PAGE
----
“The people of Liberia need a cure for this paralysis of development and it is against this background that I will speak to you, this afternoon, briefly on the topic a better Liberia is possible,” he lamented.
The LPP man indicated that Liberia can be a better country only if people who are serious about fighting corruption take power in this country.
He recalled that he has a friend in the legislature from the ruling party who often tells me that the only way to bring positive change in Liberia is to elect a president who is not corrupt and has a record of speaking against corruption.
Gongloe went further to say that this is the only way to move Liberia from paralysis to progress. Yes, a better Liberia is possible only without corruption.
We need to move from paralysis to progress as a nation. In order to do so, we have to follow the examples of other countries like us that were poor at independence and are now enjoying prosperity. Let us take the example of Botswana, “he suggested.
Gongloe reflected on the progress made by Botswana since independence in 1966. Its annual budget was at the time just US $3,000,000, but today, as a result of good governance, based on the anti-corruption record of its past and current presidents, it has made tremendous progress in its development.
Former President Festus Mogae of Botswana, who spoke once at the Peter G. Peterson Conference Center Institute for International Economics in Washington DC, United States in 2006, summarized the progress made by Botswana.
Between 1966 and 2005, the real gross domestic product, or GDP, grew at a rate of more than 7% per year on average.In 2005, GDP per capita was more than $4,000.00 USD.
The national budget has grown from under $3 million in 1966 to over $4 billion in 2006.
Exports have also grown from around $2 million to over $2.5 billion by 2005. Formal sector employment has risen from around 13,800 to close to 300,000 last year. Life expectancy at birth rose from 48 years in 1966 to 65.3 years in 1991 before declining to 55.6 years in 2001, partly as a result of the HIV/AIDS pandemic.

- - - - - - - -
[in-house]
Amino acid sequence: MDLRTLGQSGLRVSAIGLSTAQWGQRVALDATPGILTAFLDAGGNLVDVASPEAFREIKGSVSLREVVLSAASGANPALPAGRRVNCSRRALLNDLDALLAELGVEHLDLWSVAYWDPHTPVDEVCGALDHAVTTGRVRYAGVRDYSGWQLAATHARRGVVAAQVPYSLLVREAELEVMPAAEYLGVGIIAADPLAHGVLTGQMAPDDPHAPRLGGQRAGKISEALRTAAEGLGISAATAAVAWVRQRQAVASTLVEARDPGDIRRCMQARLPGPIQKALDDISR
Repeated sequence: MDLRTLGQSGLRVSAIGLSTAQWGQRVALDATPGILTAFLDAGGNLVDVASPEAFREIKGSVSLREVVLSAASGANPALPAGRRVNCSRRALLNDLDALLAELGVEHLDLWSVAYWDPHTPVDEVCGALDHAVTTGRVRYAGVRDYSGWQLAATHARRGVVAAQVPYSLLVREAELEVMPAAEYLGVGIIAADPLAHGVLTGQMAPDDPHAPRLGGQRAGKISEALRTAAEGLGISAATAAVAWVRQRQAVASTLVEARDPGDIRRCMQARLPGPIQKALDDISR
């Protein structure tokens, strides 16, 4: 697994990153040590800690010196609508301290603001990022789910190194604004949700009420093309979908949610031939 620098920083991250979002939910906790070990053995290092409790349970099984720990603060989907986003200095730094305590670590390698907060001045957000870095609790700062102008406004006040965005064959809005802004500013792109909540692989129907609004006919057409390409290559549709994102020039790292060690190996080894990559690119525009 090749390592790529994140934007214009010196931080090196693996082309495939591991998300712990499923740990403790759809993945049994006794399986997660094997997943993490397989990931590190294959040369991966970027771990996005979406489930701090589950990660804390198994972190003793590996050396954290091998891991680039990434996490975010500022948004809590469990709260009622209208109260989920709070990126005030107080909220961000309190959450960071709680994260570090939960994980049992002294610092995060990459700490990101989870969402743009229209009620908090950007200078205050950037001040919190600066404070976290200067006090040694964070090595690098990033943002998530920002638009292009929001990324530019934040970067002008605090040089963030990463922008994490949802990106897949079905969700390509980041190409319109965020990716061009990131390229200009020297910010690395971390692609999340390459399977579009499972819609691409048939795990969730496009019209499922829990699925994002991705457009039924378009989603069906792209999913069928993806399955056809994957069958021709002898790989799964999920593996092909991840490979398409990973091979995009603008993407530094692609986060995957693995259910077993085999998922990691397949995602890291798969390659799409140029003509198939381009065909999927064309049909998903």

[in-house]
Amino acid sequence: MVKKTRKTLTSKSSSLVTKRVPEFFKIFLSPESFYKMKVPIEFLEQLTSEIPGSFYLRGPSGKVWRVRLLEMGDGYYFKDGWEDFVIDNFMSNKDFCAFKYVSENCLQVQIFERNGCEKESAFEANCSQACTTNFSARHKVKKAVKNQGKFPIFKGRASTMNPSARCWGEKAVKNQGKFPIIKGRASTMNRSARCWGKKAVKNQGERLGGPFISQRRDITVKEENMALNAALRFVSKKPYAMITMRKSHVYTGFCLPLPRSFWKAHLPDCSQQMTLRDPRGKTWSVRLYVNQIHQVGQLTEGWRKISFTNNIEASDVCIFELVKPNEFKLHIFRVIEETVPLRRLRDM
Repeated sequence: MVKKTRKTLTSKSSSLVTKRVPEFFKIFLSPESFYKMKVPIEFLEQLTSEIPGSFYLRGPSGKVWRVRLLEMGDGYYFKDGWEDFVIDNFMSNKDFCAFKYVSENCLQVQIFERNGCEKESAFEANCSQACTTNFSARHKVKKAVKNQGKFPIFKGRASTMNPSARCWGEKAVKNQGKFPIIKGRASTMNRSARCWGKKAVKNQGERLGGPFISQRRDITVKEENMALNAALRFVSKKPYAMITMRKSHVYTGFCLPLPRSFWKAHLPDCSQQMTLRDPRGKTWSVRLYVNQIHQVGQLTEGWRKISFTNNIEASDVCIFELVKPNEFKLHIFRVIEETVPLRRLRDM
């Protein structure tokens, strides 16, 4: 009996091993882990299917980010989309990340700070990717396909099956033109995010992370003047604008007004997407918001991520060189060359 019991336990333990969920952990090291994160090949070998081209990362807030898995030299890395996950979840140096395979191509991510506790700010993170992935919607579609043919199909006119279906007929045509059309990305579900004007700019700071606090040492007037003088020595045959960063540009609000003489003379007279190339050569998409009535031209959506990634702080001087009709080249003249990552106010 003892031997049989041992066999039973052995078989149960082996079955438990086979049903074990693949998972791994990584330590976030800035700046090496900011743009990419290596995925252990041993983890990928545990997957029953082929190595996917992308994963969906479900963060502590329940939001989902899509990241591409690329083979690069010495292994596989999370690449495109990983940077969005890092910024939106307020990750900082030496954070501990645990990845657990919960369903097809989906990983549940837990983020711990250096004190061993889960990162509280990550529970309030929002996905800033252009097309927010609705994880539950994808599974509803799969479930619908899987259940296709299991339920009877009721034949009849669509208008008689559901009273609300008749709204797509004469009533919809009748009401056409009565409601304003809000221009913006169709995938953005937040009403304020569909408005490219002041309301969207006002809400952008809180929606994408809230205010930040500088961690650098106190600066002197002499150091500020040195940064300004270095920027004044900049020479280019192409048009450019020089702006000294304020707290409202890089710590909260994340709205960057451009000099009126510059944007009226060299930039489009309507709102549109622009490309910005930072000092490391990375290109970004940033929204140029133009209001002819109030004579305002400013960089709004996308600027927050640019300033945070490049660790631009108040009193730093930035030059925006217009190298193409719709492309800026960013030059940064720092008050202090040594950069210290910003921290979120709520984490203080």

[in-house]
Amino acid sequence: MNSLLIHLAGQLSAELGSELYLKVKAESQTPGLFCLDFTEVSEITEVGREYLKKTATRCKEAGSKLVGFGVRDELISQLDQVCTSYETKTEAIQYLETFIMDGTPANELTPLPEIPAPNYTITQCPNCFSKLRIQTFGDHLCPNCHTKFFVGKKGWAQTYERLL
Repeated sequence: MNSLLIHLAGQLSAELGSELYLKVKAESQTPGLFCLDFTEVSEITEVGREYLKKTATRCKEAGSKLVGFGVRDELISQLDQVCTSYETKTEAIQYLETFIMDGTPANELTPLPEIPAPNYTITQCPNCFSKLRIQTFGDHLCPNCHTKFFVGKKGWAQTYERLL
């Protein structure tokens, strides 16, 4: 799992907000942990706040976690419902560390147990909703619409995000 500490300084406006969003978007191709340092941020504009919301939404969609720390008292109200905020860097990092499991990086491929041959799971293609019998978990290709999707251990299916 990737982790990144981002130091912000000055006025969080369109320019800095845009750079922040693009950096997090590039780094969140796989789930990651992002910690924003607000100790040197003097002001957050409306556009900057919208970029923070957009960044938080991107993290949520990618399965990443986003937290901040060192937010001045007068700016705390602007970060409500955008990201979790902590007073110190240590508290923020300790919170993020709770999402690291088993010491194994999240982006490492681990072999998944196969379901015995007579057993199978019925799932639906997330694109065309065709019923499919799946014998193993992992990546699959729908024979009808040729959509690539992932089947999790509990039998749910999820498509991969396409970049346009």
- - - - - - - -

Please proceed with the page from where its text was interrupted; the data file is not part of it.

Primary school enrollment rose from 66,100 in 1966 to 327,600 last year. Access to health, education, transport, telecommunications, and other services has improved dramatically.
Back to Liberia: it became an independent country 119 years before Botswana. More than that, Botswana is a landlocked country and more than half of its land area is covered by the Kalahari Desert.
Given all those natural challenges, with good governance, Botswana has overcome the natural difficulties of being a desert and landlocked country and has become a very secure, peaceful and prosperous country.
Liberia has the capacity to do better than Botswana in growing its economy but its progress has been and continues to be paralyzed by uncontrolled stealing by those who work in the government of the country, especially those who serve at the top as corruption is the only enemy of progress in Liberia.
Corruption has paralyzed Liberia. Therefore, in order for Liberia to make progress, a more serious effort has to be made to get rid of corruption.